After a scoreless bottom of the seventh tossed by Seranthony Dominguez, the Phils posted an eight-run eighth inning that featured RBI from Trea Turner, Bryson Stott, Kyle Schwarber, Alec Bohm, and Nick Castellanos. The Phillies sent 11 guys to the plate, and Trea Turner became just the third player in Phillies’ history to hit two home runs in the same inning. Turner’s first homer was the go-ahead run, and his second of the inning was a line drive over the left field wall that insured the Phillies’ insurance runs.

With the way starter Christopher Sanchez pitched, scoring 12 runs was unnecessary, but it was definitely a good problem to have. Behind Sanchez and Dominguez, Andrew Bellatti and Luis Ortiz each threw a scoreless inning to close out the victory.

“Mentally, I’ve been better off, and physically, I am doing some things better,” Turner said. “The last two weeks, I’ve just felt a little more normal.”

By no means has this been a “normal” season (or even a normal series) for Turner or the team, but finding his groove will be paramount for Turner and the hopefully-playoff-bound Phillies as the regular season winds down. Over his last 15 games, Turner has a 1.075 OPS, including four home runs and 12 RBI.

Ahead of game three versus the Nats, Rob Thomson—who acknowledged that Turner is finally settling it—made a decision that very few people saw coming: In lieu of the struggling Alec Bohm, he reverted back to old ways and moved Turner back to the two-hole in the lineup.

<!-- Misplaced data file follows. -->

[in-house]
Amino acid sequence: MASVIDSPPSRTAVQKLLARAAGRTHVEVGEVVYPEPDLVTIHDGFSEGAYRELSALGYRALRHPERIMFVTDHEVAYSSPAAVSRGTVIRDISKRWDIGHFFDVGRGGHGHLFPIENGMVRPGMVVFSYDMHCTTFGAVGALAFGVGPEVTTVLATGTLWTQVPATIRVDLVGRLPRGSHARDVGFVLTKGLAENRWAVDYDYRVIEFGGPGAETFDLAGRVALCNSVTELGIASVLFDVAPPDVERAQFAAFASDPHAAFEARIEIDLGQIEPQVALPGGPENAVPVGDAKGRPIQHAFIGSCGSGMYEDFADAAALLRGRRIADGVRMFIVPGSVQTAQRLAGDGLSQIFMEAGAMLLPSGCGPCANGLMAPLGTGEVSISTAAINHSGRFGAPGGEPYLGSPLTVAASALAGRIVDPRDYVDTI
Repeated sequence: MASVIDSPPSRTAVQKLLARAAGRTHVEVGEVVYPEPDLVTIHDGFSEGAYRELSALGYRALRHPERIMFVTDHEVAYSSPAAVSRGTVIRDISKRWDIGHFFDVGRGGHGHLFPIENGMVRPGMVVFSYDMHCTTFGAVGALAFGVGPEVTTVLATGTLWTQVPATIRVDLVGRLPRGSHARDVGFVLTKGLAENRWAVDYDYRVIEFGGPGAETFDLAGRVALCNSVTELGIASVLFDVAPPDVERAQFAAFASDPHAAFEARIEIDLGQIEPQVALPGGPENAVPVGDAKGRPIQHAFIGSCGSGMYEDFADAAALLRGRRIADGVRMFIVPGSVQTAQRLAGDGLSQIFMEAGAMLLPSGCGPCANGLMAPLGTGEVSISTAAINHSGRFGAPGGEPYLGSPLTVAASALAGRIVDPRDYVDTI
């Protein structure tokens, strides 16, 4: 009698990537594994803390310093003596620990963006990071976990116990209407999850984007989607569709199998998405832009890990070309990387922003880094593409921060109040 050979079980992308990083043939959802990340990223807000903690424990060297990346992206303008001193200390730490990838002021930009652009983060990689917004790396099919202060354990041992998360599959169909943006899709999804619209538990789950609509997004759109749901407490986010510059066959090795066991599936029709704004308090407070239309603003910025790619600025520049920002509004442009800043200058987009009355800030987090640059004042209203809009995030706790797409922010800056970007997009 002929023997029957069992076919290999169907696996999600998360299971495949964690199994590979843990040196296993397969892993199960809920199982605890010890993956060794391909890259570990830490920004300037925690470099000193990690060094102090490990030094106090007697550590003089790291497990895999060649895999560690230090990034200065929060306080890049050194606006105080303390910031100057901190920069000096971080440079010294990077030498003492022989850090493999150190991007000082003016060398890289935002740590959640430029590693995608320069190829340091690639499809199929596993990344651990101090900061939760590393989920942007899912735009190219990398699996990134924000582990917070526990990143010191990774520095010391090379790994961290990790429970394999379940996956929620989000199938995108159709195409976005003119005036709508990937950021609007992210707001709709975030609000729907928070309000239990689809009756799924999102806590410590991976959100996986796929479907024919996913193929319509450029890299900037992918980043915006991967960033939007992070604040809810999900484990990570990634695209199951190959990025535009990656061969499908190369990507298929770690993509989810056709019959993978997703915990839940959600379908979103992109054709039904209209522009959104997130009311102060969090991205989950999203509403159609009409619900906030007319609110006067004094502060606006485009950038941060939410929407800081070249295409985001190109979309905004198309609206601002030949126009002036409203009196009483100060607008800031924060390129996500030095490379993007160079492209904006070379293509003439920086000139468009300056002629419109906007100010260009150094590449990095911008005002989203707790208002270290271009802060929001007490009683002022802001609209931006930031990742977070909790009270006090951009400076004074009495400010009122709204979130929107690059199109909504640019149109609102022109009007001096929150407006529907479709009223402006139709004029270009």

Unfortunately, no lineup change would have made a difference against Nats’ game-three starter Trevor Williams, who threw six scoreless innings and allowed just two hits on Sunday. Conversely, the Nationals’ offense was all over Zack Wheeler in the first inning, who saw his struggles against the Nationals continue in Williamsport.

The Nats’ lineup started the bottom of the first with five consecutive hits, including a two-run double Keibert Ruiz hit over the head of Nick Castellanos. With four runs having crossed the plate and no outs having been recorded, fans around the Delaware Valley questioned whether Wheeler could escape the inning. Weirdly enough, not only did Wheeler escape the first, but he went on to throw six scoreless innings after a disastrous first frame.

The Phillies’ offense did not get going until the ninth when Brandon Marsh’s RBI single put the Phillies on the board. Less than two minutes later, Jake Cave blasted a two-run home run off Nats’ Kyle Finnegan, pulling the Phillies within one.

Throughout the season, the Phillies have been keeping games close and mustering gritty, comeback wins—a risky yet seemingly effective strategy. Evidently, however, the theme of falling behind early and striking back late in the game won’t always prove effective. J.T. Realmuto, who pinch-hit for Garrett Stubbs, swung through Kyle Finnegan’s two-strike splitter.

Phillies fans around the stadium groaned with a disappointed, yet also shocked, look on their faces. And it was not solely because they lost a series to the Nationals. It was because the Phillies were a day late and a dollar short, something that Phils’ fans have only experienced few and far between this season.

There was no Christian Pache to play miracle worker, and there was no game-changing home run hit by Nick Castellanos. There was no lights-out pitching performance or lucky, late-game rally to overshadow an otherwise underwhelming performance by the offense. Instead, they just, simply, came up short.